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From "Dennis E. Hamilton (Commented) (JIRA)" <j...@apache.org>
Subject [jira] [Commented] (LEGAL-117) Aggregation of GPL dictionaries with Apache OpenOffice (incubating) binary releases
Date Sun, 11 Dec 2011 07:27:40 GMT

    [ https://issues.apache.org/jira/browse/LEGAL-117?page=com.atlassian.jira.plugin.system.issuetabpanels:comment-tabpanel&focusedCommentId=13167060#comment-13167060
] 

Dennis E. Hamilton commented on LEGAL-117:
------------------------------------------

@Andrea,

This is a great help.  I have analyzed your downloadable dict-it.oxt Writing Aids extension.
 Nice work.  (For those following along at home, the *.oxt file can be opened with a Zip utility.
 It is in a jar-like format that goes back to what appear to be pre-ODF times.)

SCOPE ISSUE

It needs to be clear that we are talking about Writing Aids extensions.  These are compilations
that contain at least six files, typically, and can contain many more.  (The dict-it.oxt that
Andrea distributes contains 34 files).  The parts may be individually licensed and the package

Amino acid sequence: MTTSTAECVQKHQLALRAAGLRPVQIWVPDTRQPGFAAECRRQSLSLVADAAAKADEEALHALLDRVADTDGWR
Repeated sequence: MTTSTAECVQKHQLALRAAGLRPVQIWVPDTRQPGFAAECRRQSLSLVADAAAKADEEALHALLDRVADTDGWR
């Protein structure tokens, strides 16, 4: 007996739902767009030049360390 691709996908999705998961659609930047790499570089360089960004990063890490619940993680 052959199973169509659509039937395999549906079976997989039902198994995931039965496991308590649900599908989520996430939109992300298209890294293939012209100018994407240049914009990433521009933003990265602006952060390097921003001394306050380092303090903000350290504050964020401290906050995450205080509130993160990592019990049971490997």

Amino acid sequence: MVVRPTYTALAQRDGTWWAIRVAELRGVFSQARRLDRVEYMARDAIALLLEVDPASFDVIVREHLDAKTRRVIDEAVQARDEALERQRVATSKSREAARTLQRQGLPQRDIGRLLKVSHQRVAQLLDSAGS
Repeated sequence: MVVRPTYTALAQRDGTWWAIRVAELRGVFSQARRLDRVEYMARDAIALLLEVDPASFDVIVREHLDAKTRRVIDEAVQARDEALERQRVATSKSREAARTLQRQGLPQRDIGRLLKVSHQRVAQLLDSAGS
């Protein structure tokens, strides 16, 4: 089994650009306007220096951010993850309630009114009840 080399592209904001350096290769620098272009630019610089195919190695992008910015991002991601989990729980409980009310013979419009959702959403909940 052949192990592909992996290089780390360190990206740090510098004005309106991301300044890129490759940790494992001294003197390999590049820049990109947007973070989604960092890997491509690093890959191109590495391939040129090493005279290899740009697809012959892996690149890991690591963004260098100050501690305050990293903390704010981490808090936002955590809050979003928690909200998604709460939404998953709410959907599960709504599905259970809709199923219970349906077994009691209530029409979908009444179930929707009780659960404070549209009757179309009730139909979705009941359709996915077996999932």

itself may have an overall license.  They are named as dictionary extensions but each such
Native Language extension pachages several parts including a spelling dictionaries, thesauri,
and hyphenation rules.  For some languages, several variants are covered in the same dictionary
extension.  (English is this way with en-US, en-GB, en-ZA, all in one extension.)

THE QUESTIONS

Building on the original questions and the responses from Andrea Pescetti.  All of the specifics
are for Windows.  Other platforms will vary:

 1. Dictionary extensions incorporated in a binary release are installed into subfolders of
the run-time configuration directly.  Dictionary extensions obtained separately are in dic-<NL>.oxt
packages that can be read by the run-time and expanded into folders that the run-time has
access to.
     Licensing is all over the place.  The dictionary extension is itself a combined work
and may have an extension-level license as well as notices of licenses of material that is
employed.  In addition, the individual parts may be subject to separate license conditions